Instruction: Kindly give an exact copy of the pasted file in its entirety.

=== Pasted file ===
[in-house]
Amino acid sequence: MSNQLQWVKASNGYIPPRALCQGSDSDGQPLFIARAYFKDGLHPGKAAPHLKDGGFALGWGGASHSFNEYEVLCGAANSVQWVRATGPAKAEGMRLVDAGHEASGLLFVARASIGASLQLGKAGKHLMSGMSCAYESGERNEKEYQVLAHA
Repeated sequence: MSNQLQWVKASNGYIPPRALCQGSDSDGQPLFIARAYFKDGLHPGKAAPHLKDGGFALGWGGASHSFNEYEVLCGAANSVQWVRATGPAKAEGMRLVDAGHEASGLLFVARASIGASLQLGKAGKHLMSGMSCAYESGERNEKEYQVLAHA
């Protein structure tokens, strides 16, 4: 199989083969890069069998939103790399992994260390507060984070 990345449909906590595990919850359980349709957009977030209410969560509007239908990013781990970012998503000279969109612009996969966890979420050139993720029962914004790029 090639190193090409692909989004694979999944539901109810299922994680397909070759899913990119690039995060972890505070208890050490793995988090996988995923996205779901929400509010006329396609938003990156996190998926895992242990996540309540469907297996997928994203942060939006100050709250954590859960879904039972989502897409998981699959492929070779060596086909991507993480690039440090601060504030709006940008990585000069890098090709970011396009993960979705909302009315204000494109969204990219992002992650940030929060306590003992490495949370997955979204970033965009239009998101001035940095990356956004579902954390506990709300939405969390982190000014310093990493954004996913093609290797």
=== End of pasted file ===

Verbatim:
[in-house]
Amino acid sequence: MSNQLQWVKASNGYIPPRALCQGSDSDGQPLFIARAYFKDGLHPGKAAPHLKDGGFALGWGGASHSFNEYEVLCGAANSVQWVRATGPAKAEGMRLVDAGHEASGLLFVARASIGASLQLGKAGKHLMSGMSCAYESGERNEKEYQVLAHA
Repeated sequence: MSNQLQWVKASNGYIPPRALCQGSDSDGQPLFIARAYFKDGLHPGKAAPHLKDGGFALGWGGASHSFNEYEVLCGAANSVQWVRATGPAKAEGMRLVDAGHEASGLLFVARASIGASLQLGKAGKHLMSGMSCAYESGERNEKEYQVLAHA
């Protein structure tokens, strides 16, 4: 199989083969890069069998939103790399992994260390507060984070 990345449909906590595990919850359980349709957009977030209410969560509007239908990013781990970012998503000279969109612009996969966890979420050139993720029962914004790029 090639190193090409692909989004694979999944539901109810299922994680397909070759899913990119690039995060972890505070208890050490793995988090996988995923996205779901929400509010006329396609938003990156996190998926895992242990996540309540469907297996997928994203942060939006100050709250954590859960879904039972989502897409998981699959492929070779060596086909991507993480690039440090601060504030709006940008990585000069890098090709970011396009993960979705909302009315204000494109969204990219992002992650940030929060306590003992490495949370997955979204970033965009239009998101001035940095990356956004579902954390506990709300939405969390982190000014310093990493954004996913093609290797």